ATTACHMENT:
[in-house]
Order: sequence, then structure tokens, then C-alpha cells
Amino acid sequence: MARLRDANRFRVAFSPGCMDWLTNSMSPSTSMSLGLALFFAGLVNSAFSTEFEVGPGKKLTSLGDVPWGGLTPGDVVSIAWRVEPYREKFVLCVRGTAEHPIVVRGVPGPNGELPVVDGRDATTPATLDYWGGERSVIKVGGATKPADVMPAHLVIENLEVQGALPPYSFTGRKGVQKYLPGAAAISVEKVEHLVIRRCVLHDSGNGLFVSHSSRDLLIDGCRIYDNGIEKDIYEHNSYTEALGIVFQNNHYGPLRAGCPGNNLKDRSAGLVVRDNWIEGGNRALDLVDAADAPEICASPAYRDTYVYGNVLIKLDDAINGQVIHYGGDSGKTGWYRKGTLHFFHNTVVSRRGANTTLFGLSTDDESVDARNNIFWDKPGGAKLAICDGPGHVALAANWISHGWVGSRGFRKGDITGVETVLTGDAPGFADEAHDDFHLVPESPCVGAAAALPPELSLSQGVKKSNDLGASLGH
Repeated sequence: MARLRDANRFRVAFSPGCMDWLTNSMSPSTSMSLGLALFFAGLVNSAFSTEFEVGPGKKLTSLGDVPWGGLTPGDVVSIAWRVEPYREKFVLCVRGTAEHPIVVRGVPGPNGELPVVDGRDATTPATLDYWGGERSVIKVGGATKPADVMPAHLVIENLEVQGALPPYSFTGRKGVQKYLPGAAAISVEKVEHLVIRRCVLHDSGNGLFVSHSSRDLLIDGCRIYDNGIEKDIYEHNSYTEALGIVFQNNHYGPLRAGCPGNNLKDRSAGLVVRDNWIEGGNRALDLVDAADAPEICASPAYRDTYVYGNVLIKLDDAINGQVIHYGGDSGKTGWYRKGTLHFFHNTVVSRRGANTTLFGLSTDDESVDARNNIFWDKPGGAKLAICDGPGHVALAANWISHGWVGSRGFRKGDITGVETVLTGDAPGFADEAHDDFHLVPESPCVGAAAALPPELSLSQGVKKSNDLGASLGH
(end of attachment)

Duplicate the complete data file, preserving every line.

[in-house]
Order: sequence, then structure tokens, then C-alpha cells
Amino acid sequence: MARLRDANRFRVAFSPGCMDWLTNSMSPSTSMSLGLALFFAGLVNSAFSTEFEVGPGKKLTSLGDVPWGGLTPGDVVSIAWRVEPYREKFVLCVRGTAEHPIVVRGVPGPNGELPVVDGRDATTPATLDYWGGERSVIKVGGATKPADVMPAHLVIENLEVQGALPPYSFTGRKGVQKYLPGAAAISVEKVEHLVIRRCVLHDSGNGLFVSHSSRDLLIDGCRIYDNGIEKDIYEHNSYTEALGIVFQNNHYGPLRAGCPGNNLKDRSAGLVVRDNWIEGGNRALDLVDAADAPEICASPAYRDTYVYGNVLIKLDDAINGQVIHYGGDSGKTGWYRKGTLHFFHNTVVSRRGANTTLFGLSTDDESVDARNNIFWDKPGGAKLAICDGPGHVALAANWISHGWVGSRGFRKGDITGVETVLTGDAPGFADEAHDDFHLVPESPCVGAAAALPPELSLSQGVKKSNDLGASLGH
Repeated sequence: MARLRDANRFRVAFSPGCMDWLTNSMSPSTSMSLGLALFFAGLVNSAFSTEFEVGPGKKLTSLGDVPWGGLTPGDVVSIAWRVEPYREKFVLCVRGTAEHPIVVRGVPGPNGELPVVDGRDATTPATLDYWGGERSVIKVGGATKPADVMPAHLVIENLEVQGALPPYSFTGRKGVQKYLPGAAAISVEKVEHLVIRRCVLHDSGNGLFVSHSSRDLLIDGCRIYDNGIEKDIYEHNSYTEALGIVFQNNHYGPLRAGCPGNNLKDRSAGLVVRDNWIEGGNRALDLVDAADAPEICASPAYRDTYVYGNVLIKLDDAINGQVIHYGGDSGKTGWYRKGTLHFFHNTVVSRRGANTTLFGLSTDDESVDARNNIFWDKPGGAKLAICDGPGHVALAANWISHGWVGSRGFRKGDITGVETVLTGDAPGFADEAHDDFHLVPESPCVGAAAALPPELSLSQGVKKSNDLGASLGH